Youth acquitted of second-degree murder in robbery gone wrong

·4 min read

A youth has been acquitted in the Orillia stabbing death of Jordan Carter-Bonfield during the summer of 2018 in a robbery gone wrong.

“It was clear to me that there was an abundance of evidence… to (show) self-defence,” said the youth’s criminal lawyer, David Heath. “Really from the time of the incident the police investigation centred on the fact that it appeared there was a robbery planned.”

Emergency crews were summoned to the Tim Hortons coffee shop on Westmount Drive North at 7:35 a.m., July 30, 2018, where they found Carter-Bonfield, 25, with a neoprene black face mask under his chin and suffering from several stab wounds.

He was declared dead at the scene.

The cause of death was later attributed to a stab wound of the right chest and neck.

Police subsequently issued an alert that they were looking for a suspect. Five days later, a youth surrendered to police in Toronto and was charged with second-degree murder.

“There is no question that (the youth) caused the death of Jordan Carter-Bonfield at the time and place alleged. The focus of this trial was on whether (the youth) caused that death unlawfully and with the requisite state of mind for second-degree murder,” Justice Vanessa Christie of the Superior Court of Justice of Ontario wrote in her decision dated Nov. 25 following a nine-day trial at the Barrie courthouse.

In the 146-page decision, the judge pointed out that on Sept. 23, 2019, Zachary Jones-Sheppard pleaded guilty to one count of conspiracy to commit robbery in connection with the event. On Oct. 30, 2019, Miles Mathias pleaded guilty to one count of conspiracy to commit robbery.

They admitted being at an Albert Street house in Orillia with Carter-Bonfield and Donnie Johnson earlier, planning to buy drugs. After meeting with the youth three times to make purchases, they hatched a plan to rob him of drugs, according to details in the decision.

Charges were dropped against Johnson, who testified for the Crown at the youth’s trial.

The presence of cocaine and cocaine metabolite were later found in Carter-Bonfield’s blood.

Christie found the four drove a borrowed car and parked near the Bank of Montreal at Westmount Drive and Coldwater Road where Jones-Sheppard and Mathias waited while Carter-Bonfield and Johnson went to meet the youth in the woods across the street behind Tim Hortons.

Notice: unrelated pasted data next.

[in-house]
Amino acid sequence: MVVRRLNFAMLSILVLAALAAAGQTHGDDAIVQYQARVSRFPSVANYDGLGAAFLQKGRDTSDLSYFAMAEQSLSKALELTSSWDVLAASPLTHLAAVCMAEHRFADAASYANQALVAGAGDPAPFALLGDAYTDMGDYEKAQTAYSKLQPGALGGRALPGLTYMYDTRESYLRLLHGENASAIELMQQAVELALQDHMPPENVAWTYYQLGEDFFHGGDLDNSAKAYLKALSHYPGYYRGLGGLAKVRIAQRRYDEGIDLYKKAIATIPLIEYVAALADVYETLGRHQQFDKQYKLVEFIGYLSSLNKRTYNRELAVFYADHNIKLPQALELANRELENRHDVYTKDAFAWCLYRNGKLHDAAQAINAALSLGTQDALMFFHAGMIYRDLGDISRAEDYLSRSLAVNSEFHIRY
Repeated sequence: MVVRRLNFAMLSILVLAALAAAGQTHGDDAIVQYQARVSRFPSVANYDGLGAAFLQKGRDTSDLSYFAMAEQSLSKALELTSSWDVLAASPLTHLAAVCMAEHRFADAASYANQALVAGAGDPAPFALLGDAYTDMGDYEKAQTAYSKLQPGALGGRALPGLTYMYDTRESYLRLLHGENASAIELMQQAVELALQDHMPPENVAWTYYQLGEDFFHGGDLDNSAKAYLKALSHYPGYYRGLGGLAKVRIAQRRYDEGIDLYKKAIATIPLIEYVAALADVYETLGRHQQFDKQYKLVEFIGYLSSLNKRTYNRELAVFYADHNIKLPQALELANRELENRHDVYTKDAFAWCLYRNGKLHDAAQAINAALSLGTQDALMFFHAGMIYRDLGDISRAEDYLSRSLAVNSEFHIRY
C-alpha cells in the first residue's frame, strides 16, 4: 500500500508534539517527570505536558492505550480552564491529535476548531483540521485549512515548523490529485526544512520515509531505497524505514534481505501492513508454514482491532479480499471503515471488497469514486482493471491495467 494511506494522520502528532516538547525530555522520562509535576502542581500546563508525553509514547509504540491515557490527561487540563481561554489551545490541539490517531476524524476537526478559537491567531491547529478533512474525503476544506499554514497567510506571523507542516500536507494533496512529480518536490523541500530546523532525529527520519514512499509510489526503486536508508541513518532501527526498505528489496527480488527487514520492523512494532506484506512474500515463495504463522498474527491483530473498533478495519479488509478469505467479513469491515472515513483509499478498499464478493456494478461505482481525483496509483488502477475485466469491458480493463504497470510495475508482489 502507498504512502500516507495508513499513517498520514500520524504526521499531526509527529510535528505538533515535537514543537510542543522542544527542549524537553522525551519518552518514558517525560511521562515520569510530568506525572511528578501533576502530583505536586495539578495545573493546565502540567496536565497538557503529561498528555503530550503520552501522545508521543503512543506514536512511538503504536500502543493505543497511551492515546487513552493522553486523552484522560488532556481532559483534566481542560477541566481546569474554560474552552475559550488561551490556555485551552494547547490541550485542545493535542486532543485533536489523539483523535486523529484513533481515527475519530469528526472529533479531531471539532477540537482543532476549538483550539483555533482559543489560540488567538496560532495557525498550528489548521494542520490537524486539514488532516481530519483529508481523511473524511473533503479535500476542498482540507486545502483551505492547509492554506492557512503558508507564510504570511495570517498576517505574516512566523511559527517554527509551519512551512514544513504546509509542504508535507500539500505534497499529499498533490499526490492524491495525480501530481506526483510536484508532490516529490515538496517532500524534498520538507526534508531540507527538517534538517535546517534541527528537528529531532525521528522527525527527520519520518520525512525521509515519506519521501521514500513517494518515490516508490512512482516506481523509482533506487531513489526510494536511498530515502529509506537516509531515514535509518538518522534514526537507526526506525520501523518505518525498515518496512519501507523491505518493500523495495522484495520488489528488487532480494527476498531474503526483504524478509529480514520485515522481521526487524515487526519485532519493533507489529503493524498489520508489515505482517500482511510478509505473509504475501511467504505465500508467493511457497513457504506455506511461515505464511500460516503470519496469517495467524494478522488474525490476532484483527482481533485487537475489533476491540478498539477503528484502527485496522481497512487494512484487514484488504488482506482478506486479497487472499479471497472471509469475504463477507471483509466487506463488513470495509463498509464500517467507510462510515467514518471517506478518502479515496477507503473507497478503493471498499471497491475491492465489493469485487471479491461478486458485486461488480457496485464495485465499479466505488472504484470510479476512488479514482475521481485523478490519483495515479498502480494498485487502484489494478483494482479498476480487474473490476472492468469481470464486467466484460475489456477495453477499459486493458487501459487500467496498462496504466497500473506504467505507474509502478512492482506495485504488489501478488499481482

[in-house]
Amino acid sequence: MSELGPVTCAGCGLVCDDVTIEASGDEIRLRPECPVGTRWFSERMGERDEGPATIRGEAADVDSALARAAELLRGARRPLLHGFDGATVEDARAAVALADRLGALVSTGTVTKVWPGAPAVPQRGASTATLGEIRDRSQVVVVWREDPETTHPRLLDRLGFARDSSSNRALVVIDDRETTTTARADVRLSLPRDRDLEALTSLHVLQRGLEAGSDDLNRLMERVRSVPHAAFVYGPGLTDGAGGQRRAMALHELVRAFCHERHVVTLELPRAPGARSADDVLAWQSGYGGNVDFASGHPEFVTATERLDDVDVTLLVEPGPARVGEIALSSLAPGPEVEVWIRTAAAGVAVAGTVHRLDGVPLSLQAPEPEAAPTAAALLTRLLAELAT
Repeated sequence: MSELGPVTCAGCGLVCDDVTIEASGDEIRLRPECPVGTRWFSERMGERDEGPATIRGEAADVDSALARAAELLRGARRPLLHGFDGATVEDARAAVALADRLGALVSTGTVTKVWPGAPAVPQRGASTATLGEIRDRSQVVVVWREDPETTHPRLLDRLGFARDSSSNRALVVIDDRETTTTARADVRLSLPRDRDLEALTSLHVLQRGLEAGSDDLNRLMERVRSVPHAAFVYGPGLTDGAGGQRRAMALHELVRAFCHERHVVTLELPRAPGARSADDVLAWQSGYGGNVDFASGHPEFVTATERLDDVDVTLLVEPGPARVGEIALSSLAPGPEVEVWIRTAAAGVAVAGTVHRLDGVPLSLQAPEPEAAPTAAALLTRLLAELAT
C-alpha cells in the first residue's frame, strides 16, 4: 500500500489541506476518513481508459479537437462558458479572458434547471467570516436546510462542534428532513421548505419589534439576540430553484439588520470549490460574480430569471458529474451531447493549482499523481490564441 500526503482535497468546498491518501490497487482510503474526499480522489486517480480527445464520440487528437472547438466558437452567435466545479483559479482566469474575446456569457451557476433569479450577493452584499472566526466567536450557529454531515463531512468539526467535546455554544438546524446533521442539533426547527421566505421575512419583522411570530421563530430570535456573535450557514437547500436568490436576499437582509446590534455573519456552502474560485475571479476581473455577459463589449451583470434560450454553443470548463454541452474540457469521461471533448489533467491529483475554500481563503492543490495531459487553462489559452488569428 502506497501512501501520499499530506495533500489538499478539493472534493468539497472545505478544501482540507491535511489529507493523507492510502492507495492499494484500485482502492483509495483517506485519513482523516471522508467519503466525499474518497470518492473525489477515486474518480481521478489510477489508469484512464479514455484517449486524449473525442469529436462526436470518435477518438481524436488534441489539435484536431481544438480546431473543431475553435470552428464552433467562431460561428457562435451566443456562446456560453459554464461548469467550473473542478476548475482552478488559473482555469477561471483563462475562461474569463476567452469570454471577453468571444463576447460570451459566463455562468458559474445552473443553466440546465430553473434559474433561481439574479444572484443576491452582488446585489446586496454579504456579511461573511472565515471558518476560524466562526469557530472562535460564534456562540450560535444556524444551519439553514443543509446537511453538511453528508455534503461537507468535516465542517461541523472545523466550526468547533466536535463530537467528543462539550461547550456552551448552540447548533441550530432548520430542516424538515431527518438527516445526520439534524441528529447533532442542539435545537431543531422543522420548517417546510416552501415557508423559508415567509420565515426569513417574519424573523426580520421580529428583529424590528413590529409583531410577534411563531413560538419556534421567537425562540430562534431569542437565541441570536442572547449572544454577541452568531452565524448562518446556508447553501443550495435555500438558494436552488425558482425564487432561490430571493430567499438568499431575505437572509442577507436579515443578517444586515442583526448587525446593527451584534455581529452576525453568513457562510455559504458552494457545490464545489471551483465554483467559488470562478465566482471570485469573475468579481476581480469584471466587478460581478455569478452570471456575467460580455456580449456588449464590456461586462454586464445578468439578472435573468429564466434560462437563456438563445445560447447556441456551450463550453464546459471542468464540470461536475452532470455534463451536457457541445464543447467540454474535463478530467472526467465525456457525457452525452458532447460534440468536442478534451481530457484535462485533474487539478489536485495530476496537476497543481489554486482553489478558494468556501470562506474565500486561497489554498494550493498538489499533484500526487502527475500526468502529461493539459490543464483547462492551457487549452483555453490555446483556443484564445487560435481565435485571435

Carter-Bonfield was then stabbed in an altercation while trying to rob the youth.

Johnson ran back to the car to tell the others about the stabbing. Mathias called 911 and then the three took off in the car.

At his trial, the youth claimed he acted in self-defence, saving himself from being stabbed as he faced his robber, a much larger man who was armed with a knife.

In contending the youth’s guilt, the Crown pointed to his behaviour after the stabbing. He went back to the scene to retrieve his shoes, threw his knife into a lake, changed his clothes, went to a crackhouse and secluded himself in the washroom where he shaved his head and tried to alter his appearance. He then left Orillia.

The judge found that the youth became frightened when, approaching along the footpath, a masked Carter-Bonfield raised his head and appeared in front of him quickly while pulling out a knife.

“(The youth) reacted by grabbing the right wrist of Mr. Carter-Bonfield with his left hand, and with his right hand, pulled his own knife out of his hoodie pocket, opened it, and swung that knife in the direction of Mr. Carter-Bonfield, several times,” Christie wrote, concluding that the Crown prosecution failed to disprove self-defence.

“Having considered the totality of the circumstances, this court finds (the youth) not guilty of second-degree murder; in fact, not guilty of any crime," the judge added.

Heath said the youth was released on bail in December 2018 and has since been thriving.

“He and his family are looking forward to having an opportunity to get on with his life,” he said.

Marg. Bruineman, Local Journalism Initiative Reporter,